Scottish Government
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A new landfill tax for Scotland

Finance Secretary John Swinney yesterday outlined the Scottish Government plans for a replacement tax relating to the disposal of waste to landfill including proposals for communities in Scotland to benefit more from Landfill tax than elsewhere in the UK.

The passage of the Scotland Act 2012 means that from April 2015 the Scottish Parliament will be empowered to introduce and manage taxes on the disposal of waste to landfill along with the purchase or leasing of land and buildings.

Mr Swinney outlined Scottish Government plans to make full use of these powers to introduce a replacement landfill tax which would be embedded in Scots law, reflect Scottish values and Scottish circumstances.  

One proposal in the consultation will be to establish a replacement for the Landfill Tax Communities Fund, allowing landfill tax operators to contribute 10 per cent more than under current arrangements. Others include looking at the administrative and regulatory model of the fund and the 10 mile radius rule, making sure that those most affected by landfill benefit most.

Launching the Landfill Tax consultation John Swinney said:

“I believe that the transfer of responsibility for Landfill Tax alongside the other new tax powers in the Scotland Act (2012) to the Scottish Parliament is a first and significant step towards establishing the principle that taxes paid in Scotland are best managed and set by those with Scotland's interests in mind.

“The Scottish Government wants to take this opportunity to ensure that landfill tax, environmental protection legislation, regulation and compliance regimes are all aligned and working in the best interests of our environment and our economy. 

“One opportunity now open to Scotland would be to increase the amount that is invested in the Communities Fund to improve surroundings and mitigate against the impact landfill has on communities. 

“We also propose that the Scottish Environment Protection Agency (SEPA) will administer the tax on behalf of Revenue Scotland.  This will be an efficient and effective Scottish solution that builds on established competence and experience here.  In addition the costs are estimated to be lower than those proposed by Her Majesty’s Revenue and Customs (HMRC) for a like for like tax.”

Environment Secretary Richard Lochhead said:

“Landfill Tax is a cornerstone of Scotland’s Zero Waste Plan which encourages the prevention, reuse and recycling of waste and helping keep valuable resources circulating in the Scottish economy.” 

“Resources and their markets are becoming increasingly volatile. By increasing Scotland’s reprocessing capacity we will reduce our dependency on these markets and retain resources within the Scottish economy.”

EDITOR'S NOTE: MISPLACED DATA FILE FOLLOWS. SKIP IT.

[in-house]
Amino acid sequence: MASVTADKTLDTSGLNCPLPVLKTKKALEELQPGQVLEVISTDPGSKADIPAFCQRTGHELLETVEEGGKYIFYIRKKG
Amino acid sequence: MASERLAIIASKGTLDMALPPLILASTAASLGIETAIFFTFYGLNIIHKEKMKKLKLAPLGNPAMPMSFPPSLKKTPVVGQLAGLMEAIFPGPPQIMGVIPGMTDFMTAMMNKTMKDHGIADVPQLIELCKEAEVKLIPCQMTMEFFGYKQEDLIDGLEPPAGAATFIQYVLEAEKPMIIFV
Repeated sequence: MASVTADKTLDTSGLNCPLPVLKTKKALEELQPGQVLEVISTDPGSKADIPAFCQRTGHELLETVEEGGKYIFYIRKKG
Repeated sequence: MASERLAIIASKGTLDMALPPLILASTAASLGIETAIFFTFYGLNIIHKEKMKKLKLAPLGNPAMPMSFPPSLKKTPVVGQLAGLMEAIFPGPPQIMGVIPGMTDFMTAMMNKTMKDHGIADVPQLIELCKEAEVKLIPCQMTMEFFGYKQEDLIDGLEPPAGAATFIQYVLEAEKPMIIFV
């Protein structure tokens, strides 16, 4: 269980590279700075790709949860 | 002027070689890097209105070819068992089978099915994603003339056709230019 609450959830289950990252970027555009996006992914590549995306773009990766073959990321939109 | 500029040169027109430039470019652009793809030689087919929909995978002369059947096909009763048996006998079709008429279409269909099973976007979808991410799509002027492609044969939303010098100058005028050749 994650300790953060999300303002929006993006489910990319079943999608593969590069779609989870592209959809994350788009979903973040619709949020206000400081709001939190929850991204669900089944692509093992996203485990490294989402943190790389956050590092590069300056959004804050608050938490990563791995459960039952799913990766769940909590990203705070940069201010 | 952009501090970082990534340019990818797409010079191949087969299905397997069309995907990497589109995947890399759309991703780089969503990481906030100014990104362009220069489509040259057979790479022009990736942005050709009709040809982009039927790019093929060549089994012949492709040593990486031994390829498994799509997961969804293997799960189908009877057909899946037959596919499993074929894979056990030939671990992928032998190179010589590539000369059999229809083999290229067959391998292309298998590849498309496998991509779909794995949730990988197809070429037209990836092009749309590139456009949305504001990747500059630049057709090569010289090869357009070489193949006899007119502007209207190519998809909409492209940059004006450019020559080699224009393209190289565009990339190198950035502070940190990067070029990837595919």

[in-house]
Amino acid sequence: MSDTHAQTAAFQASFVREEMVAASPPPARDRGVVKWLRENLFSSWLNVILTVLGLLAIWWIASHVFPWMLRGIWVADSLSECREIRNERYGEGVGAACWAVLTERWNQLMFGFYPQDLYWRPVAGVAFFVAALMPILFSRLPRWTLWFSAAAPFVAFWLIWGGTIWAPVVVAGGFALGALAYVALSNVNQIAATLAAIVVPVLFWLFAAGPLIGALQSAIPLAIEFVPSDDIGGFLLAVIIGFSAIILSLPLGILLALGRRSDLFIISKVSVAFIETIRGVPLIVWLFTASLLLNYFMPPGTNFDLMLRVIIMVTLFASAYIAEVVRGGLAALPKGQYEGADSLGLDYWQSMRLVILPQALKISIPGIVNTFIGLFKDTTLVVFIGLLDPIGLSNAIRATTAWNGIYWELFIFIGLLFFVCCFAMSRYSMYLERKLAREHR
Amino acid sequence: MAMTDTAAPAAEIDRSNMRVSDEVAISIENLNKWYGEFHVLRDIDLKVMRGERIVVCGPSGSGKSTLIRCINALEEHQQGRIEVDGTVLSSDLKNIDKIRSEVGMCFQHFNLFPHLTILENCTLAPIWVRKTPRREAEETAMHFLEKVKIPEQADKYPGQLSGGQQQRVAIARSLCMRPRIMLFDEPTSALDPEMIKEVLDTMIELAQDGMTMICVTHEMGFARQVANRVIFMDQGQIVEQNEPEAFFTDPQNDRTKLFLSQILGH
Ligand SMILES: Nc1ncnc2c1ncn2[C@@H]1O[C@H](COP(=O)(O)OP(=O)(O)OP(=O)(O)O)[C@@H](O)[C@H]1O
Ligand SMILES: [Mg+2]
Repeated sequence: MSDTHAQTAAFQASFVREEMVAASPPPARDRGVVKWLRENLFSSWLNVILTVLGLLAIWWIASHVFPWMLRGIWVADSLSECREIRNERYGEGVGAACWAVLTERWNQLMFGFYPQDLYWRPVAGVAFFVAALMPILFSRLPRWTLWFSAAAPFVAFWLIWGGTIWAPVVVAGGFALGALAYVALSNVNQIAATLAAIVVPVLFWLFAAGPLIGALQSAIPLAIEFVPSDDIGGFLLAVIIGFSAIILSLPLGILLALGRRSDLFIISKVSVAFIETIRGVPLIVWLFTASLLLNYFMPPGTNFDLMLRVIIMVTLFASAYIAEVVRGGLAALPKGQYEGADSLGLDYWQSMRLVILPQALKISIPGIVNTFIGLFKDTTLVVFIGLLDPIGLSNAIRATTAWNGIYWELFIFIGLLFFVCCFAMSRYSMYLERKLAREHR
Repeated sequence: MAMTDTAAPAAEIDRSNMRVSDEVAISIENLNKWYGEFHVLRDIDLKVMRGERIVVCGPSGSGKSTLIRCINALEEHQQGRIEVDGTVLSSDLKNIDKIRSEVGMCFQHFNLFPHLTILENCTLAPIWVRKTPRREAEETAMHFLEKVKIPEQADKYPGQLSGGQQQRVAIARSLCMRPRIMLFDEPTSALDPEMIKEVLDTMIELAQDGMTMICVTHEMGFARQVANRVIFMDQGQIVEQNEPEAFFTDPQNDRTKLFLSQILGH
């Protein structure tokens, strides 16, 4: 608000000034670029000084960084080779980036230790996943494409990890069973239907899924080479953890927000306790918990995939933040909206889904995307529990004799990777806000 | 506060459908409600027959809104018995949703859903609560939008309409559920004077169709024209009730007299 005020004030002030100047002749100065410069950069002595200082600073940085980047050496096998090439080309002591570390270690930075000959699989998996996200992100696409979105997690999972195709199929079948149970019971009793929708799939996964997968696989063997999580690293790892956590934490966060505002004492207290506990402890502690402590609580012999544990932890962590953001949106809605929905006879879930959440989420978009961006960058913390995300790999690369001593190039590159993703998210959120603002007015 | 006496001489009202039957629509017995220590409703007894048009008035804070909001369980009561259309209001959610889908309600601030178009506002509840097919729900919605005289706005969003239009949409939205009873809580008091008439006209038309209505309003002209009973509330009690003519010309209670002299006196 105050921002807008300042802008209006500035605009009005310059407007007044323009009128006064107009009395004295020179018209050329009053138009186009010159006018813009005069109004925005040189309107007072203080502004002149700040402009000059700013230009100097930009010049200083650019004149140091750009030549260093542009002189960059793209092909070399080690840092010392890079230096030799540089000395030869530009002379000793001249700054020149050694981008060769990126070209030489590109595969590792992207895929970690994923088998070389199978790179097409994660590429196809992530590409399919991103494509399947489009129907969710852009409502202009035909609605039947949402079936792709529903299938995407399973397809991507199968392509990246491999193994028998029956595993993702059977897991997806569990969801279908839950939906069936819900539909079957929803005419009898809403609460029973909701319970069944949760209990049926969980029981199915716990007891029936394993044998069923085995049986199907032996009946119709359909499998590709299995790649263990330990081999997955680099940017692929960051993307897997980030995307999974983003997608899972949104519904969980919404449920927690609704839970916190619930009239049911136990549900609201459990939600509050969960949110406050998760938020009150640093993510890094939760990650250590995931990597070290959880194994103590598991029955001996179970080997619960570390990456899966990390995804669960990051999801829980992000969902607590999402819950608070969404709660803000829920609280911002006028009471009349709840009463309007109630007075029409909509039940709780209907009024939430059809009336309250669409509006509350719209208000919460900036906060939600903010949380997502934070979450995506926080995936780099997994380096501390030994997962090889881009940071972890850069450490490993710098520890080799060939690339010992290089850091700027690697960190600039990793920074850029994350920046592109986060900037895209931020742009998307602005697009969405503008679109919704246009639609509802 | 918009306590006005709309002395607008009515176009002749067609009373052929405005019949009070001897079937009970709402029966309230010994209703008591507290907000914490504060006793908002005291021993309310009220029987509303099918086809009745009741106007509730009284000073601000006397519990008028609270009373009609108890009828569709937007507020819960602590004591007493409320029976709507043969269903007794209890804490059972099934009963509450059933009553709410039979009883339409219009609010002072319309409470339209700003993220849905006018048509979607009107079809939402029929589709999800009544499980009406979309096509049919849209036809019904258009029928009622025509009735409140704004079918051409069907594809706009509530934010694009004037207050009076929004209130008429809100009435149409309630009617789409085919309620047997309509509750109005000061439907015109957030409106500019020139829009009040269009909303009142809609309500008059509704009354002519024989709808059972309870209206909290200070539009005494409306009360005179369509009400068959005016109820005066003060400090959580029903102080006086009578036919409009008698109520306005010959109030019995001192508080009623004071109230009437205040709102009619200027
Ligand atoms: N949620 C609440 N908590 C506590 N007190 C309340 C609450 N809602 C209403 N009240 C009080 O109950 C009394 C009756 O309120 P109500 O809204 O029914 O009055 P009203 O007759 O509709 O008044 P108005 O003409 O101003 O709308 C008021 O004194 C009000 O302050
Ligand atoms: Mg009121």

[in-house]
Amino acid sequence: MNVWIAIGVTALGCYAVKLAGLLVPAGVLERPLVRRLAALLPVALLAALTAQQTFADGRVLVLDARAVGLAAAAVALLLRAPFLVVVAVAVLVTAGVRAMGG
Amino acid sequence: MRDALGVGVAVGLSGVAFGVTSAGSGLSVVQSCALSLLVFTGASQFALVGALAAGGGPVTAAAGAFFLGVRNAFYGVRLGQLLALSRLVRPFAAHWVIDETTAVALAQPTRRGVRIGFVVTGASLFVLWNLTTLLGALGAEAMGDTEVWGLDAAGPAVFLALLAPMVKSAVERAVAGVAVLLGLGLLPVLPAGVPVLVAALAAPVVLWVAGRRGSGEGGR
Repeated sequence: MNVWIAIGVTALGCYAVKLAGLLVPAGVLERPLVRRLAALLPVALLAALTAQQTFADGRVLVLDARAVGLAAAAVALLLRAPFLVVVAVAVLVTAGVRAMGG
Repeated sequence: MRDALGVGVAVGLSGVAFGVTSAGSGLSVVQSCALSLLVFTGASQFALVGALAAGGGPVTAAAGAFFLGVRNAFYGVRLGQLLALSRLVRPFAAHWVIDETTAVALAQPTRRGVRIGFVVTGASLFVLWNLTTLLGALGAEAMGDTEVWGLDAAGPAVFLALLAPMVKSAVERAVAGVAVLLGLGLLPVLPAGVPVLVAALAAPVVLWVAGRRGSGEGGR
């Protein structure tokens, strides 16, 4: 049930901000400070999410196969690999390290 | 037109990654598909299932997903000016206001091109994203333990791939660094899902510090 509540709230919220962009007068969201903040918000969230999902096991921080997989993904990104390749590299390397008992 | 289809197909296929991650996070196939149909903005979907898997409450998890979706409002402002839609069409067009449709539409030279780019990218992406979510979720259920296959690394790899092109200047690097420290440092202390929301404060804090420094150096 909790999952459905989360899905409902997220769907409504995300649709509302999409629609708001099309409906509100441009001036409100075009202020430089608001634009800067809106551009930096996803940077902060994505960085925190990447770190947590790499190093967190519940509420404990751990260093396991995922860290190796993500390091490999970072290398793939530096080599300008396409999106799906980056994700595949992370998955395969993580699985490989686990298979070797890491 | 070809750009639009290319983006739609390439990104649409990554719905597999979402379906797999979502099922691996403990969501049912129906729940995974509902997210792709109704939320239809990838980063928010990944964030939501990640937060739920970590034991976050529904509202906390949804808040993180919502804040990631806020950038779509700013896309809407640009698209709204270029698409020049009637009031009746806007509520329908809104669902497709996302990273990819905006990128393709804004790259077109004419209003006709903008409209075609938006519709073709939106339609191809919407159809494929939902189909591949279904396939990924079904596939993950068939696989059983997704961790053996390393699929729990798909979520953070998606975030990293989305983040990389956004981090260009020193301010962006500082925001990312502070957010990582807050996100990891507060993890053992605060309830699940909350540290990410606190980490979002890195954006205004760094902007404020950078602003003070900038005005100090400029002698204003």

Related information

  • Read the consultation.
  • Scotland Act provisions state that the UK Landfill Tax will be ‘switched off’ in Scotland in April 2015, along with Stamp Duty Land Tax. Provisions in the Act give responsibility for the new Landfill Tax to the Scottish Parliament with a corresponding reduction in the Scottish block grant.  This includes responsibility for determining the nature of the tax, any rates, thresholds and exemptions and also responsibility for collecting and enforcing payment of the tax and managing an appeals system.  
  • By ensuring that waste producers incorporate the full cost of waste disposal into business decisions, landfill tax encourages the development of sustainable waste management options, including recycling and anaerobic digestion.
  • Since 1997, the tax has contributed to a 32 per cent reduction in the proportion of waste sent to landfill and a similar increase in recycling. Across the UK, the tax saves in the region of 0.7 million tonnes of carbon dioxide equivalent emissions a year.
  • The financial savings that can be made through adopting alternatives to landfill tax are now central to the economics of waste management.  Furthermore, the tax has helped establish the stable policy landscape needed to support long-term investment decisions on waste and resources infrastructure and collection systems. 
  • The Landfill Communities Fund was set up in 1996 to provide funding for community or environmental projects in the vicinity of landfill sites. The fund is created through a tax credit scheme whereby landfill operators can give a percentage of the landfill tax (currently 5.6 per cent) to community projects through The Landfill Communities Fund and currently receive a 90 per cent tax credit in return.
  • Currently there are around 72 landfill sites operated by 54 operators disposing of around 4.56m tonnes of Scotland’s waste. The majority of this was mixed wastes and mineral wastes (including construction and demolition waste) which together made up 96% of the total. About 36 per cent of the waste landfilled in Scotland originated from households and the remainder was produced by commerce and industry.

 


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